how the bright, clear haunts of crab and trout where we swim in summer now in winter a brown rage over rock; how mountain and pine and fynbos or the mouse-drawn falcon of my veld; the one last, mustard-dry koekemakranka of summer that my father tosses through the air to hit the ground and puff like a smoke bomb; and once, also in summer somewhere, a loquacious piet-my-vrou; or the miraculous whirligig of waterhondjies streaking across a tea-coloured pool cradled by tan rock and fern-green fern; my first and only owl, large and mysterious in a deep stand of pine, big owl we never knew were there until you swooped away, stirred by our voices; how I too would be woken and learn that this tree and bird, this world the earth and this child’s home already fell beyond his possessives.
And how, once north through the dry Bushmanland with its black rock, over a rise in the road, the sudden green like the strange and familiar sibilants in Keimoes and Kakamas. And the rush of the guttural was the water over rock at Augrabies. The Garieb over rock at Augrabies, at Augrabies where the boom swings down, the gate-watch tight-lipped as a sermon: “Die Kleurlingkant is vol” as he waves through a car filled with bronzed impatient white youth laughing at us, at my father, my father my silent father in whom a gaze grows distant and the child who learns this pain past metaphor. How like a baboon law and state just turned its fuck-you arse on us and ambled off.
Some have God’s words; others have songs of comfort for the bereaved. If I can pluck courage here, I would like to speak directly to the dead—the September dead. Those children of ancestors born in every continent on the planet: Asia, Europe, Africa, the Americas…; born of ancestors who wore kilts, obis, saris, geles, wide straw hats, yarmulkes, goatskin, wooden shoes, feathers and cloths to cover their hair. But I would not say a word until I could set aside all I know or believe about nations, wars, leaders, the governed and ungovernable; all I suspect about armor and entrails. First I would freshen my tongue, abandon sentences crafted to know evil—wanton or studied; explosive or quietly sinister; whether born of a sated appetite or hunger; of vengeance or the simple compulsion to stand up before falling down. I would purge my language of hyperbole; of its eagerness to analyze the levels of wickedness; ranking them; calculating their higher or lower status among others of its kind. Speaking to the broken and the dead is too difficult for a mouth full of blood. Too holy an act for impure thoughts. Because the dead are free, absolute; they cannot be seduced by blitz. To speak to you, the dead of September 11, I must not claim false intimacy or summon an overheated heart glazed just in time for a camera. I must be steady and I must be clear, knowing all the time that I have nothing to say—no words stronger than the steel that pressed you into itself; no scripture older or more elegant than the ancient atoms you have become. And I have nothing to give either—except this gesture, this thread thrown between your humanity and mine: I want to hold you in my arms and as your soul got shot of its box of flesh to understand, as you have done, the wit of eternity: its gift of unhinged release tearing through the darkness of its knell.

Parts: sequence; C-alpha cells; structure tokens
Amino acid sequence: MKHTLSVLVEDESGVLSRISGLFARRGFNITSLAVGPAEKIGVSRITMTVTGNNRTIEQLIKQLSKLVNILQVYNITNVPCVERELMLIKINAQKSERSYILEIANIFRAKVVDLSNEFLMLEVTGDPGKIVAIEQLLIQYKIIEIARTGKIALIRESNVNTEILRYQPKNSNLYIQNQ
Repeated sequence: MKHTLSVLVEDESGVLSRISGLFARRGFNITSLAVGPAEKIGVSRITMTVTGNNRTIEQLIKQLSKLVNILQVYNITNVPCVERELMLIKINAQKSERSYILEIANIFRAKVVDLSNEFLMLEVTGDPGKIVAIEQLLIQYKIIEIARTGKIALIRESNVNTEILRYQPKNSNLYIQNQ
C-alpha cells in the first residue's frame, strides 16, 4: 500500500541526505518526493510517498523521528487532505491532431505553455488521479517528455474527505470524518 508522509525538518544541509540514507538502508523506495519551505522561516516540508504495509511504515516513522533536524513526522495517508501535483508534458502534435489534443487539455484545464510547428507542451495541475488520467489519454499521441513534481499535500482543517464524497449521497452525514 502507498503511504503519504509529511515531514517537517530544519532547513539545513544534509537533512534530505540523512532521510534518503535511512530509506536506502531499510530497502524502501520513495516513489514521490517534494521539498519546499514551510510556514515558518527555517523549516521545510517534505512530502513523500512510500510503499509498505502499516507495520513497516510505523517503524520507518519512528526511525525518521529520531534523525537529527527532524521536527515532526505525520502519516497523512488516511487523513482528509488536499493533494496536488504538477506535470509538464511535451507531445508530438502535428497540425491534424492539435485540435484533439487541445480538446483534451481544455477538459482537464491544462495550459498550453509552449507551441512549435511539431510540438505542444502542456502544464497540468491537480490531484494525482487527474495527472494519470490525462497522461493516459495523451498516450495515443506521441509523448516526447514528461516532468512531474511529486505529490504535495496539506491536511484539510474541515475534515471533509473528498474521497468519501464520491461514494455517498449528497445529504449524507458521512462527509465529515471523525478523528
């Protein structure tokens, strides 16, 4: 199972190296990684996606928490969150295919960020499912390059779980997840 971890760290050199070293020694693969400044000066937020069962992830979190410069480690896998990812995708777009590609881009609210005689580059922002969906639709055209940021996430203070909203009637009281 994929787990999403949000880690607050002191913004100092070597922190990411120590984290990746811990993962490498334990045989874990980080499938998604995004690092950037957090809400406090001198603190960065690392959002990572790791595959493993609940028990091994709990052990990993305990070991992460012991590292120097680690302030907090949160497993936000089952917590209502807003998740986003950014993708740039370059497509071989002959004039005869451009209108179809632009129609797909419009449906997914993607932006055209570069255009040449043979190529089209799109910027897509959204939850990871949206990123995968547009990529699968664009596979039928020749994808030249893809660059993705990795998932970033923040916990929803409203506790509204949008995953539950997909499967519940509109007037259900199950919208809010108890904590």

You know you are truly alive when you’re living among lions Isak Dinesen
I never had a farm in Africa, nor was I at the hills of Ngong, and perhaps because I was a rebellious youth, I refused to read the book. Isak was a country on my mind, never a body skinny and consumed by the syphilis, an echoless shadow the grass cut through without any perceived musicality.
For years I held the book in my hand and my hands would tremble. I recall the rain falling over the prairies. If I closed my eyes I would see those men lingering at sunset, seen from that false luminosity that only the written page can give.
Death moved the doors. The lover or the money vanished like leaves. I never had a farm in Africa; I never felt the smell of coffee invading the rooms at sunrise. There were only lions occupying my sleep, their roaring was the only memorable thing as I awoke.